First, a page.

Interspersed in those vital strikes was the wicket of Babar Azam, the nominal number three who averaged more than 60 during his maiden Test series in England last year but finished a forgettable Australian sojourn with that return pared back to 11 and a bit.
His inadequate attempt to keep out a Hazlewood in-dipper that pinned him in front of leg stump having scored nine ensuring he failed to reach 25 in his six innings in the pivotal batting role in this series.
Perhaps he might have learned from the man who batted at number three in his place, the ever-combative Yasir Shah who was sent in as nightwatchman the previous evening and showed more pluck than many of his specialist batting counterparts.
Having been belted around Brisbane, Melbourne and then Sydney with ball in hand, and limping through the final days of the Test campaign with a hamstring problem, Yasir could have been feasibly excused for turning up his toes when asked to fill the role of a batsman as well.
But he defied all that Australia could hurl at him for more than two hours, scoring just 13 in the process and narrowly being avoided run out on six when Hilton Cartwright’s ping at the stumps while lying prone on the ground slid agonisingly by the stumps.
Even when he was dismissed – smartly plucked low at second slip by substitute fielder Jackson Bird who has revealed himself to be a talented addition to the cordon – Yasir refused to accept it was over and defiantly stood his ground.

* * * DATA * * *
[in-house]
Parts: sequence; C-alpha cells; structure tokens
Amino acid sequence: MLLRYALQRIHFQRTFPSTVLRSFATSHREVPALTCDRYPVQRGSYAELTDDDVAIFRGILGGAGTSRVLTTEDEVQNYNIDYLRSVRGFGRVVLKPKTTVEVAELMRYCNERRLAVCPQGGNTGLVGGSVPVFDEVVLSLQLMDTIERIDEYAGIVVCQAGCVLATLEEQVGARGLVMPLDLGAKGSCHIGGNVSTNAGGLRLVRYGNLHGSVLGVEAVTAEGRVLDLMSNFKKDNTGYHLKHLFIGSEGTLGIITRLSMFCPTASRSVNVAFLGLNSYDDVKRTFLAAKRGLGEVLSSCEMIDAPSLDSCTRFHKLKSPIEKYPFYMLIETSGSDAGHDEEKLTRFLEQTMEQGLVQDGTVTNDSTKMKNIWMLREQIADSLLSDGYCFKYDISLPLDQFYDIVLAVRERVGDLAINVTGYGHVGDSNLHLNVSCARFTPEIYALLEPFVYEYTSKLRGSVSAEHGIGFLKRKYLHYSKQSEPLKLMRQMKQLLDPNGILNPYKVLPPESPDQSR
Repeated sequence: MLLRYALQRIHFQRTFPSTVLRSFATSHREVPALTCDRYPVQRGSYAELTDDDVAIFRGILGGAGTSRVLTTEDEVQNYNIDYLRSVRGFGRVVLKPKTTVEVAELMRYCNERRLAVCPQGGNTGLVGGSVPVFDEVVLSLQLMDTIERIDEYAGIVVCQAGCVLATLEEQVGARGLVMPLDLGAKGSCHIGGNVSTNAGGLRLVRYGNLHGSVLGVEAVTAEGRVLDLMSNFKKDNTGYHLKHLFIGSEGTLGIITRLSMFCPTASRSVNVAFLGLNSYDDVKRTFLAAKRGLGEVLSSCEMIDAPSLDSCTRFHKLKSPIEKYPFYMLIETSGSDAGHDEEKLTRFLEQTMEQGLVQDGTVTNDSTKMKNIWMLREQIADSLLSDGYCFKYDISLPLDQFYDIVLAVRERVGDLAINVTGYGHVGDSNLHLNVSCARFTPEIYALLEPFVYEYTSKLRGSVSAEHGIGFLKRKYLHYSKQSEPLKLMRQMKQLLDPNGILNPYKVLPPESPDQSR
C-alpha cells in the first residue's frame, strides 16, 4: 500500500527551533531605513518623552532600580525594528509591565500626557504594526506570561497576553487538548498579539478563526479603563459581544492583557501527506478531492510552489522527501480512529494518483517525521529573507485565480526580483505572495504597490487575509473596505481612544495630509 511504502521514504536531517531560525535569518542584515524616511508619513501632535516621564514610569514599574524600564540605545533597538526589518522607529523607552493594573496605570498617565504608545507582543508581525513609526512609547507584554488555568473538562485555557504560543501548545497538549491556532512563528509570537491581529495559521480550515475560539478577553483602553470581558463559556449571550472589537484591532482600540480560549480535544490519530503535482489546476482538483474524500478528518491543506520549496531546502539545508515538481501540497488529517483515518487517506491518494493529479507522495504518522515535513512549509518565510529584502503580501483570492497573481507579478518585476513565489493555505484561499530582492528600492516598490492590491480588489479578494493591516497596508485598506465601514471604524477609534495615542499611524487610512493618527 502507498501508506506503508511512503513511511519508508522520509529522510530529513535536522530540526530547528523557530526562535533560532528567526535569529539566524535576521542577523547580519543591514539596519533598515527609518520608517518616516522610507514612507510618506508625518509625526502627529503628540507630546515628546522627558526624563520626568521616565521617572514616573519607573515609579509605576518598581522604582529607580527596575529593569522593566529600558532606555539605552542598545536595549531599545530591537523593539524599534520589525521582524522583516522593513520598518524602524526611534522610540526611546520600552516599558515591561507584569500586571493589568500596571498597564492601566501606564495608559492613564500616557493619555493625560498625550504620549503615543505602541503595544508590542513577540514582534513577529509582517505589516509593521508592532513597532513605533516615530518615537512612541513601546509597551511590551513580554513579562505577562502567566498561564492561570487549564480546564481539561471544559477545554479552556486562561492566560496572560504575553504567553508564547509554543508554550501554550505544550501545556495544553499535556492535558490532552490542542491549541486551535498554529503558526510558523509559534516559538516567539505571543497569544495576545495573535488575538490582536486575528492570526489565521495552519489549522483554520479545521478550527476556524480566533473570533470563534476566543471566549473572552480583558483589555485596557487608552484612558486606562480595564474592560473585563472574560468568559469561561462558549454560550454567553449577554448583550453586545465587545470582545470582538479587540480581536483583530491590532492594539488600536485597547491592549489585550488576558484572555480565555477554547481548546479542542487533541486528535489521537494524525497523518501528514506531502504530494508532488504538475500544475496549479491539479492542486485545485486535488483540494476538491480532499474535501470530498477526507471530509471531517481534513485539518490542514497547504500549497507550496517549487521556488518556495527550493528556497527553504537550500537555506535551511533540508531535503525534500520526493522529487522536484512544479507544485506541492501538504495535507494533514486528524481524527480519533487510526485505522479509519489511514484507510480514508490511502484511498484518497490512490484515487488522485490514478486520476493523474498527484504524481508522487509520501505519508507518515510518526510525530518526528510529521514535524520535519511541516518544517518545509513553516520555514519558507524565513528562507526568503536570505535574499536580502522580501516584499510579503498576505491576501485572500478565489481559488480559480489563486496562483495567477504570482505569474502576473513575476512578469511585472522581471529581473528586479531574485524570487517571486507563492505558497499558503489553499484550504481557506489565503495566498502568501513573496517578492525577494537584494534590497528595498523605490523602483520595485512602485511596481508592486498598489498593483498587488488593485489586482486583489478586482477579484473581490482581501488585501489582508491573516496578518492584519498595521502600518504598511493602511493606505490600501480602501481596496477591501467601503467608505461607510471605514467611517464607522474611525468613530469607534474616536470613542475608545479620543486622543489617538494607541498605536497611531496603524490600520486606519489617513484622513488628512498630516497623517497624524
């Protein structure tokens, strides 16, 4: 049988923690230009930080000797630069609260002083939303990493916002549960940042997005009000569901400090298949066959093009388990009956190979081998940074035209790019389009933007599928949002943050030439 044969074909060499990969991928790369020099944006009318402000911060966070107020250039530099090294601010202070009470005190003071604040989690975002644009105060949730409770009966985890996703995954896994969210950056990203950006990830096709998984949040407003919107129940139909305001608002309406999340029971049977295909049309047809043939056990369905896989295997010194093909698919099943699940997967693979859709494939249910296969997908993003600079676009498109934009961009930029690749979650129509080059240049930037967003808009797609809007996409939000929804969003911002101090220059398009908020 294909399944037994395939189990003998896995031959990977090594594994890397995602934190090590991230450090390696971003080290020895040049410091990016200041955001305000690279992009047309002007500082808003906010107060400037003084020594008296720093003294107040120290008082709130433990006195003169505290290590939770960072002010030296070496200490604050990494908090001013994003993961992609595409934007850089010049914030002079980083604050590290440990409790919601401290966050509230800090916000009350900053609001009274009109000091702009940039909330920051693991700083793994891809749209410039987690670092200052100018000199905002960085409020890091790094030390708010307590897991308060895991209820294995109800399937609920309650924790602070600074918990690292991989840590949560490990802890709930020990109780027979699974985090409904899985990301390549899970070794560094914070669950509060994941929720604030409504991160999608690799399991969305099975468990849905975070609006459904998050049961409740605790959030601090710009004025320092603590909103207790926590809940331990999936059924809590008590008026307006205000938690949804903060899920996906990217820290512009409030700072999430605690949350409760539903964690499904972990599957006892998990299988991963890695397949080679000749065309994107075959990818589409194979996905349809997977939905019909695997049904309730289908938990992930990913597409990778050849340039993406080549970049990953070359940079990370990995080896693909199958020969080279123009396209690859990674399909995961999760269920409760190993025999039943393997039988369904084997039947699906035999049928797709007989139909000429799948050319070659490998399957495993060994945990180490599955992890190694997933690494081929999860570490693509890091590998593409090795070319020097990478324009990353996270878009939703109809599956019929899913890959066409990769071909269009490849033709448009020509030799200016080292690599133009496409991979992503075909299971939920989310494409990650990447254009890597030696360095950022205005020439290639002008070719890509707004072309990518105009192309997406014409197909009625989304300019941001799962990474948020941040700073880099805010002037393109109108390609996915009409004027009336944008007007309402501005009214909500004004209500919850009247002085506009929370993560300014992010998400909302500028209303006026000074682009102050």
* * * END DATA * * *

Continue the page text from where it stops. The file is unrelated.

Until television replays confirmed he had no grounds on which to demur.
But once again the bottom half of an opponent’s batting proved tougher to dismantle than the pointy end for Australia’s leg weary bowlers.
Pakistan captain Misbah-ul-Haq finally found the acumen and application that had so conspicuously eluded him in previous innings of this campaign, and found an ally in Asad Shafiq to frustrate the hosts for almost an hour.
Then, when Shafiq dragged a full, fast ball from Mitchell Starc in aiming an ambitious cover drive, Misbah and keeper Sarfraz Ahmed continued to hang tough.
But after almost three hours at the crease that yielded just 38 runs for the man who still holds the record for the fastest half-century scored in a Test (off 21 balls, against Australia in vastly different conditions and circumstances) Misbah once more self-destructed.
Just as he had on that curious final day in Melbourne, and in the first innings of this match when impetuosity saw him hit the ball high into the air.
The end then came at pace.
Wahab Riaz adjudged to have faintly feathered a catch behind, Mohammad Amir ran himself out chasing runs at a time when they were not needed, and Imran edging to Bird at gully.
Leaving Sarfraz, considered by some to be Pakistan’s next Test skipper should Misbah call it quits after a miserable tour, unbeaten on 72 and the only batter to reach 50 in an innings that – rather like the tourists’ entire series – failed to generate any momentum or mojo.